Germany on Bubble-Watch


Peak Debt – Why The Keynesian Money Printers Are Done

Bloomberg has a story today on the faltering of Draghi’s latest scheme to levitate Europe’s somnolent socialist economies by means of a new round of monetary juice called TLTRO – $1.3 trillion in essentially zero cost four-year funding to European banks on the condition that they expand their business loan books.

(But it’s not working.)

Using anecdotes from Spain, … on the one hand, the initial round of TLTRO takedowns came in at only $100 billion compared to the $200 billion widely expected. It seems that Spanish banks, like their counterparts elsewhere in Europe, are finding virtually no demand among small and medium businesses for new loans. …

On the other hand, Spain’s sovereign debt has rallied to what are truly stupid heights – with the 10-year bond hitting a 2.11% yield yesterday (compared to 7% + just 24 months ago). …

Hedge fund speculators in peripheral sovereign debt do not care about … economies … They are (betting on) outright sovereign debt purchases by the ECB – that is, Bernanke style QE …

Today’s Spanish anecdote is just another proof that central banks are pushing on a string; … pumping money into financial markets even though the result is wildly inflated asset prices, not expanded business activity. …

Nothing has changed there since Spain’s 2012 fiscal and economic crisis. The nation’s unemployment rate is still above 20%, national output is still 7% below where it was six years ago and soaring government debt will soon slice through the 100% of GDP mark. … Spain is still saddled with the wreckage of a massively bloated development and construction industry, its government is led by corrupt fools who apparently believe their own lies about “recovery”, and its most prosperous province is next for secession voting. …

The carry trade gamblers … have piled into peripheral debt ever since the ECB chairman’s foolish “anything it takes” pronouncement. Yet it is only a matter of time before … Germany has vetoed (this, and then) the violent scramble of speculators out of Spanish, Italian, Portuguese etc. debt will be a day of infamy …

The apparatchiks who run our central banks seem to believe that the capacity of households and businesses to carry debt is virtually unlimited—–that there is no such thing as “peak debt” or a law of diminishing returns with respect to the impact of cumulative borrowing on economic activity. … But … the temporary prosperity leading up to the 2008 financial crisis was a one-time Keynesian parlor trick that used up the available balance sheet headroom and then some. …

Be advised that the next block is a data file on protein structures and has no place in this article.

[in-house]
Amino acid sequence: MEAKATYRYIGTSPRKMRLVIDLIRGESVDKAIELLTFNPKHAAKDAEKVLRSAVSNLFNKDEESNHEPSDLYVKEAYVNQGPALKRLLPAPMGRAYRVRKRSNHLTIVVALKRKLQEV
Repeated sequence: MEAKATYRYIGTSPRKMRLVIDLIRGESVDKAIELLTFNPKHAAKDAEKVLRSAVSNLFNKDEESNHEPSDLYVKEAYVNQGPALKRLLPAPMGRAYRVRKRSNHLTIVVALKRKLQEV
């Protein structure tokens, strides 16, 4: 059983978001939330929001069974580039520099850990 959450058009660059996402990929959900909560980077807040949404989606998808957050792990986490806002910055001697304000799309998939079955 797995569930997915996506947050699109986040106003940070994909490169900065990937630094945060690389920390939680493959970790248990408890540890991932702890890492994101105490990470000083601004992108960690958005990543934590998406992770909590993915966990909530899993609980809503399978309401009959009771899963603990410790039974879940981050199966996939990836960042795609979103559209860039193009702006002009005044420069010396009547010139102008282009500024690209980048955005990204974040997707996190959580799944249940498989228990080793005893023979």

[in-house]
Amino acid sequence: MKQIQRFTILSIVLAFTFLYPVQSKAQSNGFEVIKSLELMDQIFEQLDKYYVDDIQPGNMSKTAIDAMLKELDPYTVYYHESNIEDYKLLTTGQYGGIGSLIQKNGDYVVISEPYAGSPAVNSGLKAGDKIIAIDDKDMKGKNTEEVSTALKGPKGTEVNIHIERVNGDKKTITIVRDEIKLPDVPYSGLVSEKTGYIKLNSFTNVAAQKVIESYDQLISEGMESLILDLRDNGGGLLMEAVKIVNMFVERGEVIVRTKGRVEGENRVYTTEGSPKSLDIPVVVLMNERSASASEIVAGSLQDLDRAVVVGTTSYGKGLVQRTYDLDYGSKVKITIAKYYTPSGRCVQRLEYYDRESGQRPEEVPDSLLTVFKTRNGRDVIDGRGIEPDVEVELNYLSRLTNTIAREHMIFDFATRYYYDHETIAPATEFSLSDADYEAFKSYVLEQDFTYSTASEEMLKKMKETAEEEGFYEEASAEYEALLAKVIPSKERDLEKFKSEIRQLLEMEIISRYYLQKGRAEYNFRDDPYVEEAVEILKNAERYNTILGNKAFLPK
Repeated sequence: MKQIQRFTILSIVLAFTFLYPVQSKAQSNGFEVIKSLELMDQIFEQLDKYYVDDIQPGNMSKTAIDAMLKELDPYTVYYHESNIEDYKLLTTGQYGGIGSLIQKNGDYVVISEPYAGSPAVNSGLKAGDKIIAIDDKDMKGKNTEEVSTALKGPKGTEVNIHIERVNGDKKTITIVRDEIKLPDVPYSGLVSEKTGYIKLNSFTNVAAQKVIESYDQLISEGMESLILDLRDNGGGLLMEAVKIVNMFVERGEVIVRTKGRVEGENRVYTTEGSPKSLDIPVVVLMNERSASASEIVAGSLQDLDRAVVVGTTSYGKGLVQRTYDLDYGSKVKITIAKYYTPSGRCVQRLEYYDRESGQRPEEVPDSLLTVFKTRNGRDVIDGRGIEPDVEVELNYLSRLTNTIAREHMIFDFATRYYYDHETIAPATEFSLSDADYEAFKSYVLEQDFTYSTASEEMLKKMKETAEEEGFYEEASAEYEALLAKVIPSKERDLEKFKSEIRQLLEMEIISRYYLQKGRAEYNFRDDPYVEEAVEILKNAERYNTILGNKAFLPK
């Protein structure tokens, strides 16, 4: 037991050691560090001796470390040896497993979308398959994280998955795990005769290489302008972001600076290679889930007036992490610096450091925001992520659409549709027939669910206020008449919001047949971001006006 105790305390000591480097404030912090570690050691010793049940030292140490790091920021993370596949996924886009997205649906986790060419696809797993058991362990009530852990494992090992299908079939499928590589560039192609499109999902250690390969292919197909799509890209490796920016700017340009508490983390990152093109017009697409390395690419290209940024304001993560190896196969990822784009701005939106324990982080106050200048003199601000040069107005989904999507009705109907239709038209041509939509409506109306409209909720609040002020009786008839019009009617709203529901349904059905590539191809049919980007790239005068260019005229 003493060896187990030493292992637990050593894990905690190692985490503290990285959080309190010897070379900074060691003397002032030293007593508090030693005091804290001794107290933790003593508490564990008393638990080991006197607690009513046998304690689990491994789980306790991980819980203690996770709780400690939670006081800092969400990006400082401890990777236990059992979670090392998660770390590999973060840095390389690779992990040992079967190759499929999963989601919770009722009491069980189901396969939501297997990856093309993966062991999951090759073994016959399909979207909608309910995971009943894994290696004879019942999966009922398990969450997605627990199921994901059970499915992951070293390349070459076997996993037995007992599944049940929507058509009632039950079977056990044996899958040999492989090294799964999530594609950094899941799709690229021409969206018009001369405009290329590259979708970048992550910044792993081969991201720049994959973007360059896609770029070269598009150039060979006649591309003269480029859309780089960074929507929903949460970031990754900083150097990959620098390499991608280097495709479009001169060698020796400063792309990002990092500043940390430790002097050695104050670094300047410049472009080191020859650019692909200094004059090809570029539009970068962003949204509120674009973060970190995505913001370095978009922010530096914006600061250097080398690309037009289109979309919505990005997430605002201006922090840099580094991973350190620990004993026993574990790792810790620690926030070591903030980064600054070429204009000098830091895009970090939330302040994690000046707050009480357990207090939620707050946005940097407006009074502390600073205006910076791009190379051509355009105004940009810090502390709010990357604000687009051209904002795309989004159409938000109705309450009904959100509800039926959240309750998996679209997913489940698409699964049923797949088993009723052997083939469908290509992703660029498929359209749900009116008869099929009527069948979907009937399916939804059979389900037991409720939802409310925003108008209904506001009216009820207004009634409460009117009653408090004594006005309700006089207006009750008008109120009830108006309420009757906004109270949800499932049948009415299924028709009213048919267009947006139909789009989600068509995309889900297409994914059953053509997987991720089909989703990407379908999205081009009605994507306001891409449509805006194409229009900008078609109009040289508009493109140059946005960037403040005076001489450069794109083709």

Needless to say, Spain is but a microcosm of a worldwide condition under which maniacal money printers in the central banks are smacking up against peak debt in their domestic economies. As shown in the graph below, outside of Germany the debt disease has been universal. … Owing to massive expansion of government borrowing and debt ratios since 2009, total credit outstanding has now soared to 430 percent of GDP for the ex-Germany industrialized world. …

Central bank balance sheet expansion has lost its Keynesian magic entirely. Now the great sea of freshly minted liquidity simply fuels the carry trades as gamblers everywhere load up with any asset that generates a yield or short-run capital gain, and fund these bloated positions with cheap options and repo style finance.

But here’s the obvious thing. Central banks can’t normalize interest rates – that is, allow the money markets to rise off the zero-bound – without triggering a violent unwind of the carry trades on which today’s massive asset inflation is built. On the other hand, they can no longer stimulate GDP growth, either, because the credit expansion channel to the main street economy of households and business is blocked by the reality of peak debt.

(Read the rest of the article, with charts)

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About icliks

Biding my time in central ms ... yours too, if ur reading this.
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